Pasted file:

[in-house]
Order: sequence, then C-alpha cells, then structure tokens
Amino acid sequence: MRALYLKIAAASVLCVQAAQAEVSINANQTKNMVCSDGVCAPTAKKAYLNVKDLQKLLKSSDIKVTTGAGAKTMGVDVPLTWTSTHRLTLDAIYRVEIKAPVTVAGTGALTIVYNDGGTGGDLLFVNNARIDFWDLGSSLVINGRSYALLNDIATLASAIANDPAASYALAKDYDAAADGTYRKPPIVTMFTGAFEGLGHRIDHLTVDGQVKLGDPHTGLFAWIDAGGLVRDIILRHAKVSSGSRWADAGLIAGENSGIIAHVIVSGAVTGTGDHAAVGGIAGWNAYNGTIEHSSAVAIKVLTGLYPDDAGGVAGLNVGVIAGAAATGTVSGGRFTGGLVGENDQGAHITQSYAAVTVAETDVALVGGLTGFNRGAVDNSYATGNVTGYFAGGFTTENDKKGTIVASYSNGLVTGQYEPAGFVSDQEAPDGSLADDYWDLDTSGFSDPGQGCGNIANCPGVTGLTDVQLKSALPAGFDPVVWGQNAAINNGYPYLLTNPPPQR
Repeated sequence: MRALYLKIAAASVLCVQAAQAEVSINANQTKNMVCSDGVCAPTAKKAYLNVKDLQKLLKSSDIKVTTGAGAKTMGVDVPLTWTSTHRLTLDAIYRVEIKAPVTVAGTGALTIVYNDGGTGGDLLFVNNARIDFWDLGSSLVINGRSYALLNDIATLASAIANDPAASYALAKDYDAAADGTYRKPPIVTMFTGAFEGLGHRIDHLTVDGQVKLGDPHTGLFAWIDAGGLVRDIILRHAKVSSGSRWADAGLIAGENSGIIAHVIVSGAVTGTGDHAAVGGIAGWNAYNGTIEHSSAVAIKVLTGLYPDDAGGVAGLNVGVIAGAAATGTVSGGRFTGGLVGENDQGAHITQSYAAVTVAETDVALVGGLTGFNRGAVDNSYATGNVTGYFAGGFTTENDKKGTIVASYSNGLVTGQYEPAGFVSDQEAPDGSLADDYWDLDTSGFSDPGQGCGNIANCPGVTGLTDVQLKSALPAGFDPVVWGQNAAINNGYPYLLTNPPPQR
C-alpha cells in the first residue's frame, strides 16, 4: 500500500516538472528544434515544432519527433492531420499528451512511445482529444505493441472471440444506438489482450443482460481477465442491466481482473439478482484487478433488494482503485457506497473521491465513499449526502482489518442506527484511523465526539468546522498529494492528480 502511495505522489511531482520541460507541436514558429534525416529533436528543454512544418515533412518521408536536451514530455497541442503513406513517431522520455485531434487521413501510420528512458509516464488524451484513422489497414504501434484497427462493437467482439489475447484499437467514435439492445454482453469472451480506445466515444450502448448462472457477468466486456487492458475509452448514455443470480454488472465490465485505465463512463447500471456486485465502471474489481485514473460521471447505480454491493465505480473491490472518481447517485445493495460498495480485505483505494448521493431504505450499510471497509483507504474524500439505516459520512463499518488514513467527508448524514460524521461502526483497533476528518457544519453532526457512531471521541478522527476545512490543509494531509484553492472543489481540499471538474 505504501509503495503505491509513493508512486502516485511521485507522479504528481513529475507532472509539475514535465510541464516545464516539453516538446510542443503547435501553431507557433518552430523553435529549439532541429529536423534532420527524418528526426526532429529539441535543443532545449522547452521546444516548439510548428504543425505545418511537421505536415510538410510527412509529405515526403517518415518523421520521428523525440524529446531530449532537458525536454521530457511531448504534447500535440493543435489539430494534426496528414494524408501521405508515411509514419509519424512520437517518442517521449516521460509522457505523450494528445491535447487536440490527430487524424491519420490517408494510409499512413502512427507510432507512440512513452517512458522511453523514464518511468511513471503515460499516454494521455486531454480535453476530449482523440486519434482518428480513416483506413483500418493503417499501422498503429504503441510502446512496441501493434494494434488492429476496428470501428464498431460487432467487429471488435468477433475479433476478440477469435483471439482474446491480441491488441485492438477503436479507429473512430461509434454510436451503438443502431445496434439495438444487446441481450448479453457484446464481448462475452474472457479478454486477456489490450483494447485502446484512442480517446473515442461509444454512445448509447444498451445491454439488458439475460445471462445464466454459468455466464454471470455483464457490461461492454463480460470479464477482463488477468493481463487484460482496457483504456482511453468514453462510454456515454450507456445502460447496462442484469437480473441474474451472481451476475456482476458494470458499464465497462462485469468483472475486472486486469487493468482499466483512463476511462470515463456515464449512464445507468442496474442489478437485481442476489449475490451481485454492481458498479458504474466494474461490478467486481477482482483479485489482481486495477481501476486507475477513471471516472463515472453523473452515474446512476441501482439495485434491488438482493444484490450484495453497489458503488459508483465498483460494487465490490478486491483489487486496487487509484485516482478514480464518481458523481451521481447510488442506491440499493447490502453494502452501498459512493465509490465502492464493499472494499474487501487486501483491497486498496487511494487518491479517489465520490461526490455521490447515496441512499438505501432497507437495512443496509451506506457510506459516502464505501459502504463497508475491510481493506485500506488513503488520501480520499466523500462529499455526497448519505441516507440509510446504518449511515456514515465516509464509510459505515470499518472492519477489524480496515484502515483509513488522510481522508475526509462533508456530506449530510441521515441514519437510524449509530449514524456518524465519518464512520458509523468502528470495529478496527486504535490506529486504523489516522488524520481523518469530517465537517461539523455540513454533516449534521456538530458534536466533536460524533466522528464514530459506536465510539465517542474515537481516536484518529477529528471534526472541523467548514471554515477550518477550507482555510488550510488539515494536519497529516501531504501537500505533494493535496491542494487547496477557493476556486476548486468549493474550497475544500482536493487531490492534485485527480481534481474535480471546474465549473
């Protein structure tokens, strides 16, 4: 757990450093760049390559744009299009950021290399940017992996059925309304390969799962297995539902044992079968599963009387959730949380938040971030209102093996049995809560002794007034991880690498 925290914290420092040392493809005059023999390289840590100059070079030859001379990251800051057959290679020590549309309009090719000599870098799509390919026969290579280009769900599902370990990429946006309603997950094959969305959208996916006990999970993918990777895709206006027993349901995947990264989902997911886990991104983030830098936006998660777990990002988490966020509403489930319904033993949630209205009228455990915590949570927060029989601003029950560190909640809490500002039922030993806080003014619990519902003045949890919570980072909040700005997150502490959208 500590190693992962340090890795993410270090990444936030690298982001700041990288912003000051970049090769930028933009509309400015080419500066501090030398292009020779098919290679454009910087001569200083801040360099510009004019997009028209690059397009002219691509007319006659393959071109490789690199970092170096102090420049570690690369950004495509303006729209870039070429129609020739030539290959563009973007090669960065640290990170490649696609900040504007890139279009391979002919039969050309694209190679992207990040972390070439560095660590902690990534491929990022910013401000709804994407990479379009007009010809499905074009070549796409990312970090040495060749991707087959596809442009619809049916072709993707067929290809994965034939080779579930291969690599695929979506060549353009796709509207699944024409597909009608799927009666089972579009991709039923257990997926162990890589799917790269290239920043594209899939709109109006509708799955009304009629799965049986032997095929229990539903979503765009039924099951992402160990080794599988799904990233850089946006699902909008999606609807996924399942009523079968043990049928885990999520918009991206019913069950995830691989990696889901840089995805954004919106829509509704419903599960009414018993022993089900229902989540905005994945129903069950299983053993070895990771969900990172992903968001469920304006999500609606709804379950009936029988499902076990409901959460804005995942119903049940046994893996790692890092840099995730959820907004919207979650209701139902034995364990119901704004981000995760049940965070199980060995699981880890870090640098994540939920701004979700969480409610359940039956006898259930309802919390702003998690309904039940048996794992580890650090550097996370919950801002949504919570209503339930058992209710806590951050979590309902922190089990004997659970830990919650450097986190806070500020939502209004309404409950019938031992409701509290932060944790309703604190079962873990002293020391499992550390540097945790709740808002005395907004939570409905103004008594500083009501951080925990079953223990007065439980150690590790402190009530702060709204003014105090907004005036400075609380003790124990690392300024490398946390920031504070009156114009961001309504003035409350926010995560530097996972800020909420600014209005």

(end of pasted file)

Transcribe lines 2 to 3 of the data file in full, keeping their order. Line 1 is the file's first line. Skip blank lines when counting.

Order: sequence, then C-alpha cells, then structure tokens
Amino acid sequence: MRALYLKIAAASVLCVQAAQAEVSINANQTKNMVCSDGVCAPTAKKAYLNVKDLQKLLKSSDIKVTTGAGAKTMGVDVPLTWTSTHRLTLDAIYRVEIKAPVTVAGTGALTIVYNDGGTGGDLLFVNNARIDFWDLGSSLVINGRSYALLNDIATLASAIANDPAASYALAKDYDAAADGTYRKPPIVTMFTGAFEGLGHRIDHLTVDGQVKLGDPHTGLFAWIDAGGLVRDIILRHAKVSSGSRWADAGLIAGENSGIIAHVIVSGAVTGTGDHAAVGGIAGWNAYNGTIEHSSAVAIKVLTGLYPDDAGGVAGLNVGVIAGAAATGTVSGGRFTGGLVGENDQGAHITQSYAAVTVAETDVALVGGLTGFNRGAVDNSYATGNVTGYFAGGFTTENDKKGTIVASYSNGLVTGQYEPAGFVSDQEAPDGSLADDYWDLDTSGFSDPGQGCGNIANCPGVTGLTDVQLKSALPAGFDPVVWGQNAAINNGYPYLLTNPPPQR